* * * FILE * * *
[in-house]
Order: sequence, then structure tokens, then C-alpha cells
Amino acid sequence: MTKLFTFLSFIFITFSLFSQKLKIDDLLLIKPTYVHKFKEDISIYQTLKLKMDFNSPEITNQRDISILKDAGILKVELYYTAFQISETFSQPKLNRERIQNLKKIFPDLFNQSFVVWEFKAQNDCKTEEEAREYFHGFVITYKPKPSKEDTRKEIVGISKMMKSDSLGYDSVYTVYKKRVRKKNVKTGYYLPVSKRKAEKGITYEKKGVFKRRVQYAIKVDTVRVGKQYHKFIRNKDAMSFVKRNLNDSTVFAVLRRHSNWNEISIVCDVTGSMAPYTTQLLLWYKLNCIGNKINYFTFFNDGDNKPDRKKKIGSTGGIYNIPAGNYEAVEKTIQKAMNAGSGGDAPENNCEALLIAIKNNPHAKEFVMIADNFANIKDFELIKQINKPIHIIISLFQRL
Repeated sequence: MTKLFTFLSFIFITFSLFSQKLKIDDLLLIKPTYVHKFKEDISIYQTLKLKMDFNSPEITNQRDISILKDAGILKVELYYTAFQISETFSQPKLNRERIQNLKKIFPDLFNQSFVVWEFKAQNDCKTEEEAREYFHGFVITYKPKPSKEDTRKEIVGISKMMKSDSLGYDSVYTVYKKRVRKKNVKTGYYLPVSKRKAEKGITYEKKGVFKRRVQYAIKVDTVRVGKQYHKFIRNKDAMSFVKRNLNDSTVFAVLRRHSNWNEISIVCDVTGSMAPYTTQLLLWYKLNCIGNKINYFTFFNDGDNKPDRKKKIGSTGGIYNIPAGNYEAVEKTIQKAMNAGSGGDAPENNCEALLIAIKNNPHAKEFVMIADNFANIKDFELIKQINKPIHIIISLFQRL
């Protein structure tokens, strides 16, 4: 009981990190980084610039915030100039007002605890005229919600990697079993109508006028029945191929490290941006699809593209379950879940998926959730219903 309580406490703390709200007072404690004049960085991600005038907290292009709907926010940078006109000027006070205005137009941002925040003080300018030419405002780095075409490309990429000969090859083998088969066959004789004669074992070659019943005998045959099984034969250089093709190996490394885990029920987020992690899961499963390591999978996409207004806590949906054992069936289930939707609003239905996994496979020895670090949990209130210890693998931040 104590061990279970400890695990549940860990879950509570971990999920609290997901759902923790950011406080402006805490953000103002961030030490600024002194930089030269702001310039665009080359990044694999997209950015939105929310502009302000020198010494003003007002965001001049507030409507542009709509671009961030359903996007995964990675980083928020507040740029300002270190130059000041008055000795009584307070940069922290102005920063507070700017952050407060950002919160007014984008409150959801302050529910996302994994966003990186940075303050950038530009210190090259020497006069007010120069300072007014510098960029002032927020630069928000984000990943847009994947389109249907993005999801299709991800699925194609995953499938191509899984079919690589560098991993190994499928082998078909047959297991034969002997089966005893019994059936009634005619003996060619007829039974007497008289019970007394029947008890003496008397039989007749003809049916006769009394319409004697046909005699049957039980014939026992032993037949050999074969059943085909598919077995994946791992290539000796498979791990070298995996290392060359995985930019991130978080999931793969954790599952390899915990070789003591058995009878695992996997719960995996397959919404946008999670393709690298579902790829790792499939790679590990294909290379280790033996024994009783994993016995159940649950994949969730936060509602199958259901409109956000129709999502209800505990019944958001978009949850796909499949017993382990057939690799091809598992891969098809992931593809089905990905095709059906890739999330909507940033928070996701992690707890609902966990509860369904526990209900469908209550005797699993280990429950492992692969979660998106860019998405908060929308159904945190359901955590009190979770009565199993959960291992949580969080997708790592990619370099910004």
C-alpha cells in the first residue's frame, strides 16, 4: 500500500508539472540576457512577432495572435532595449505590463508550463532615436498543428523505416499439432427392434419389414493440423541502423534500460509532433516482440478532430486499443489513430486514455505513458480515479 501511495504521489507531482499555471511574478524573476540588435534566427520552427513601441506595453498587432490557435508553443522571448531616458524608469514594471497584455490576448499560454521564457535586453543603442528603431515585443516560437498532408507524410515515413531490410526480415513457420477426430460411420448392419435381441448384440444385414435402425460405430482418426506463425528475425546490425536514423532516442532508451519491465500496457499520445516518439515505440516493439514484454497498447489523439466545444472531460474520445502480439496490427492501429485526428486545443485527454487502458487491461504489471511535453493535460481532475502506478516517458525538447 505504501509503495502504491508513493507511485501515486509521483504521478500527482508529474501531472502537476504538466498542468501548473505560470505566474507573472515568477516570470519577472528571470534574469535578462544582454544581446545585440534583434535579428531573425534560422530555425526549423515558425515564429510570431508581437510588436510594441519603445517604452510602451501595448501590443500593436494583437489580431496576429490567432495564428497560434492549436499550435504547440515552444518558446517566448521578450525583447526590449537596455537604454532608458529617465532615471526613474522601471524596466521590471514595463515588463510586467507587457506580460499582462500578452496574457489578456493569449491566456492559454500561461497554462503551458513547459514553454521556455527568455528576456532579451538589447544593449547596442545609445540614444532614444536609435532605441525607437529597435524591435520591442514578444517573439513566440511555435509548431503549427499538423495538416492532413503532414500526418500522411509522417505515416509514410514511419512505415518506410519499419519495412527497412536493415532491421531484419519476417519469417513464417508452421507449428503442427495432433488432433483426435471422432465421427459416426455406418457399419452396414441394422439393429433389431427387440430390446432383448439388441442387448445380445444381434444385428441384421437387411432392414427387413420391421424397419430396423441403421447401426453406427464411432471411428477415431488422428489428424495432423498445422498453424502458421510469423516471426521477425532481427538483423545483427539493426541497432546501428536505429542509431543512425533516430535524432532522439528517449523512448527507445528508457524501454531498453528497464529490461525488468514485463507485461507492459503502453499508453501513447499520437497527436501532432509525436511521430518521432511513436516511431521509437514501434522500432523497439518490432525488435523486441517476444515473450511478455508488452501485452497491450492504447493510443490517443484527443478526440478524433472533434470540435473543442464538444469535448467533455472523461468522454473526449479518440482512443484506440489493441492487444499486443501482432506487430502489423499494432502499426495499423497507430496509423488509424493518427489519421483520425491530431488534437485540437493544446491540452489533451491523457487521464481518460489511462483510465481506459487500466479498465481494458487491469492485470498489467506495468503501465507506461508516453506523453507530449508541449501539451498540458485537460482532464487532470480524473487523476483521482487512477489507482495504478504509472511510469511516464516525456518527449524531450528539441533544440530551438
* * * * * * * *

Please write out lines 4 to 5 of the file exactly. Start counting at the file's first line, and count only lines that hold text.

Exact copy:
Repeated sequence: MTKLFTFLSFIFITFSLFSQKLKIDDLLLIKPTYVHKFKEDISIYQTLKLKMDFNSPEITNQRDISILKDAGILKVELYYTAFQISETFSQPKLNRERIQNLKKIFPDLFNQSFVVWEFKAQNDCKTEEEAREYFHGFVITYKPKPSKEDTRKEIVGISKMMKSDSLGYDSVYTVYKKRVRKKNVKTGYYLPVSKRKAEKGITYEKKGVFKRRVQYAIKVDTVRVGKQYHKFIRNKDAMSFVKRNLNDSTVFAVLRRHSNWNEISIVCDVTGSMAPYTTQLLLWYKLNCIGNKINYFTFFNDGDNKPDRKKKIGSTGGIYNIPAGNYEAVEKTIQKAMNAGSGGDAPENNCEALLIAIKNNPHAKEFVMIADNFANIKDFELIKQINKPIHIIISLFQRL
């Protein structure tokens, strides 16, 4: 009981990190980084610039915030100039007002605890005229919600990697079993109508006028029945191929490290941006699809593209379950879940998926959730219903 309580406490703390709200007072404690004049960085991600005038907290292009709907926010940078006109000027006070205005137009941002925040003080300018030419405002780095075409490309990429000969090859083998088969066959004789004669074992070659019943005998045959099984034969250089093709190996490394885990029920987020992690899961499963390591999978996409207004806590949906054992069936289930939707609003239905996994496979020895670090949990209130210890693998931040 104590061990279970400890695990549940860990879950509570971990999920609290997901759902923790950011406080402006805490953000103002961030030490600024002194930089030269702001310039665009080359990044694999997209950015939105929310502009302000020198010494003003007002965001001049507030409507542009709509671009961030359903996007995964990675980083928020507040740029300002270190130059000041008055000795009584307070940069922290102005920063507070700017952050407060950002919160007014984008409150959801302050529910996302994994966003990186940075303050950038530009210190090259020497006069007010120069300072007014510098960029002032927020630069928000984000990943847009994947389109249907993005999801299709991800699925194609995953499938191509899984079919690589560098991993190994499928082998078909047959297991034969002997089966005893019994059936009634005619003996060619007829039974007497008289019970007394029947008890003496008397039989007749003809049916006769009394319409004697046909005699049957039980014939026992032993037949050999074969059943085909598919077995994946791992290539000796498979791990070298995996290392060359995985930019991130978080999931793969954790599952390899915990070789003591058995009878695992996997719960995996397959919404946008999670393709690298579902790829790792499939790679590990294909290379280790033996024994009783994993016995159940649950994949969730936060509602199958259901409109956000129709999502209800505990019944958001978009949850796909499949017993382990057939690799091809598992891969098809992931593809089905990905095709059906890739999330909507940033928070996701992690707890609902966990509860369904526990209900469908209550005797699993280990429950492992692969979660998106860019998405908060929308159904945190359901955590009190979770009565199993959960291992949580969080997708790592990619370099910004």